If we take a movie like Project X and pair it with the music of any 20-something artist, we might come to the conclusion that the youth is out of control more than ever. But rational people know better than to jump to wild assumptions, but it’s always good to witness wise young people taking good care of themselves, adhering to principles my grandparents instilled in me: eat your vegetables, get enough sleep, and drink lots of water.
Now science is backing up what our ancestors have known for centuries, honoring one’s body with nutritious foods, alkaline water, and deep, long sleep in your youth pays dividends when one reaches middle age.
According to a new Northwestern Medicine study, maintaining a healthy lifestyle from young adulthood into your 40s is strongly associated with low cardiovascular disease risk in middle age.
“The problem is few adults can maintain ideal cardiovascular health factors as they age,” said Kiang Liu, first author of the study. “Many middle-aged adults develop unhealthy diets, gain weight and aren’t as physically active. Such lifestyles, of course, lead to high blood pressure and cholesterol, diabetes and elevated cardiovascular risk.”
Published Feb. 28 in the journal Circulation, this is the first study to show the association of a healthy lifestyle maintained throughout young adulthood and middle age with low cardiovascular disease risk in middle age.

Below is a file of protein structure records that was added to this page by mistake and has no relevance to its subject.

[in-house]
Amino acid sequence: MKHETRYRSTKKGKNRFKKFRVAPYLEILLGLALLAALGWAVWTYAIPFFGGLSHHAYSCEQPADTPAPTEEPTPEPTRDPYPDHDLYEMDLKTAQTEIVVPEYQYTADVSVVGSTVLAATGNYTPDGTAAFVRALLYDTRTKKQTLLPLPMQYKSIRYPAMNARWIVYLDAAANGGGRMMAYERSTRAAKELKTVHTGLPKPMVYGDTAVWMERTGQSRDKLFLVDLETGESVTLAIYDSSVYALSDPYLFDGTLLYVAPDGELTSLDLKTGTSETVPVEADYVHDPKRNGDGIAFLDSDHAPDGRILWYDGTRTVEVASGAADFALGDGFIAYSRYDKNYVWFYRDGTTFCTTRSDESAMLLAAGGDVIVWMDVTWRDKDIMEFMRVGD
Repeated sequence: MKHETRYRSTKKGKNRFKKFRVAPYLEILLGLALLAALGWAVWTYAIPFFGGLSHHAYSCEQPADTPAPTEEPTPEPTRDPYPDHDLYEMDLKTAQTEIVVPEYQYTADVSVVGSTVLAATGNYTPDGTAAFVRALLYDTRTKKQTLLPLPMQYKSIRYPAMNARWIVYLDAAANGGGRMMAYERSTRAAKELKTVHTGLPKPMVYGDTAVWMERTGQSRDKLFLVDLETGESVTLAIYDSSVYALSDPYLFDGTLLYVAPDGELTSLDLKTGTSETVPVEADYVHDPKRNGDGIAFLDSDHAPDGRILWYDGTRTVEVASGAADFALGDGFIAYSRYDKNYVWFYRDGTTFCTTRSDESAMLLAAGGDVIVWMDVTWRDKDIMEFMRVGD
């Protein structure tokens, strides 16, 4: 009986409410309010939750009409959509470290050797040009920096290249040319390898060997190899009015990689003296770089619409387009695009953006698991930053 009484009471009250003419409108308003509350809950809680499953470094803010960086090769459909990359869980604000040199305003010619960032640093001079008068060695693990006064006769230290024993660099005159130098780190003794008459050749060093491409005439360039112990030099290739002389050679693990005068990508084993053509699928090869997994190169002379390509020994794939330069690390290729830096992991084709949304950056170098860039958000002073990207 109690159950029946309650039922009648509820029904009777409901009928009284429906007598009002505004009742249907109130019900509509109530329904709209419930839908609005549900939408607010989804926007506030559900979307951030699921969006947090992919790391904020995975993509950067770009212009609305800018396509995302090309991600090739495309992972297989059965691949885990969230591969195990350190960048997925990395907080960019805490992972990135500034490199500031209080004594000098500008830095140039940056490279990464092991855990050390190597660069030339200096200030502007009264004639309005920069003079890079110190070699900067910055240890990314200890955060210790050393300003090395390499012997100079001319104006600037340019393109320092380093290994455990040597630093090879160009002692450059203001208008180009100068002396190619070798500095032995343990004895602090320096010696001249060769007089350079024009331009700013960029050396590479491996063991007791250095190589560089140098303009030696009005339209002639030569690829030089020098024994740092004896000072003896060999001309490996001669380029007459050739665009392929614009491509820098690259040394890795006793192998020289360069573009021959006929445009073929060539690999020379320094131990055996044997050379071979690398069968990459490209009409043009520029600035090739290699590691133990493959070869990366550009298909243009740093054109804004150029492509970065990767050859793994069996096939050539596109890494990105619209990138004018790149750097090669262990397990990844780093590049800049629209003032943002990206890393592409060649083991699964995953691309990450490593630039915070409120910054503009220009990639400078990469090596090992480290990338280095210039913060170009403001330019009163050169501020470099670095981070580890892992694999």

The majority of people who maintained five healthy lifestyle factors from young adulthood (including a lean body mass index (BMI), no excess alcohol intake, no smoking, a healthy diet and regular physical activity) were able to remain in this low-risk category in their middle-aged years.
Sixty percent of those who maintained all five healthy lifestyles reached middle age with the low cardiovascular risk profile, compared with fewer than 5 percent who followed none of the healthy lifestyles.
Researchers used data collected over 20 years from the Coronary Artery Risk Development in (Young) Adults (CARDIA) study. It began in 1985 and 1986 with several thousand 18 to 30 year-olds and has since followed the same group of participants.
For this study, the researchers analyzed data such as blood pressure, cholesterol, blood sugar, BMI, alcohol intake, tobacco use, diet and exercise from more than 3,000 of the CARDIA participants to define a low cardiovascular disease risk profile and healthy lifestyle factors.
If the next generation of young people adopt and maintain healthy lifestyles, they will gain more than heart health, Liu stressed.
Source: Science Daily